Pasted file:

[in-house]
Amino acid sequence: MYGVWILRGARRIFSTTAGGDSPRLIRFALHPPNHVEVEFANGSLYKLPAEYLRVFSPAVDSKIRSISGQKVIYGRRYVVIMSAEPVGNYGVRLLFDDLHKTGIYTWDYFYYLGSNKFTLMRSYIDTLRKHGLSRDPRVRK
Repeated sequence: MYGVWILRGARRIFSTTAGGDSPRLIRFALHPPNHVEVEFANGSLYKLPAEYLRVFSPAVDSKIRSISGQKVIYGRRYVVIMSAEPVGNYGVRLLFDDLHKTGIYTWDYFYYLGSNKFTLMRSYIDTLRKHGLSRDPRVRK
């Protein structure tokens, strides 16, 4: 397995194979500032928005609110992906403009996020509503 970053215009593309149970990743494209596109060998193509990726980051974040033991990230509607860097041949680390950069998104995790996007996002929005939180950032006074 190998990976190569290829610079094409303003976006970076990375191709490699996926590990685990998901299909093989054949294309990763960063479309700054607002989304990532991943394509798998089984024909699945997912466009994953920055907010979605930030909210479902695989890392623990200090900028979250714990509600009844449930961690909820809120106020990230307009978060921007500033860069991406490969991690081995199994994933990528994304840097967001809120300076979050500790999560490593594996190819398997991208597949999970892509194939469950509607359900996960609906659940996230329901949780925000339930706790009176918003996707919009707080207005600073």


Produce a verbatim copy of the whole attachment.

[in-house]
Amino acid sequence: MYGVWILRGARRIFSTTAGGDSPRLIRFALHPPNHVEVEFANGSLYKLPAEYLRVFSPAVDSKIRSISGQKVIYGRRYVVIMSAEPVGNYGVRLLFDDLHKTGIYTWDYFYYLGSNKFTLMRSYIDTLRKHGLSRDPRVRK
Repeated sequence: MYGVWILRGARRIFSTTAGGDSPRLIRFALHPPNHVEVEFANGSLYKLPAEYLRVFSPAVDSKIRSISGQKVIYGRRYVVIMSAEPVGNYGVRLLFDDLHKTGIYTWDYFYYLGSNKFTLMRSYIDTLRKHGLSRDPRVRK
């Protein structure tokens, strides 16, 4: 397995194979500032928005609110992906403009996020509503 970053215009593309149970990743494209596109060998193509990726980051974040033991990230509607860097041949680390950069998104995790996007996002929005939180950032006074 190998990976190569290829610079094409303003976006970076990375191709490699996926590990685990998901299909093989054949294309990763960063479309700054607002989304990532991943394509798998089984024909699945997912466009994953920055907010979605930030909210479902695989890392623990200090900028979250714990509600009844449930961690909820809120106020990230307009978060921007500033860069991406490969991690081995199994994933990528994304840097967001809120300076979050500790999560490593594996190819398997991208597949999970892509194939469950509607359900996960609906659940996230329901949780925000339930706790009176918003996707919009707080207005600073």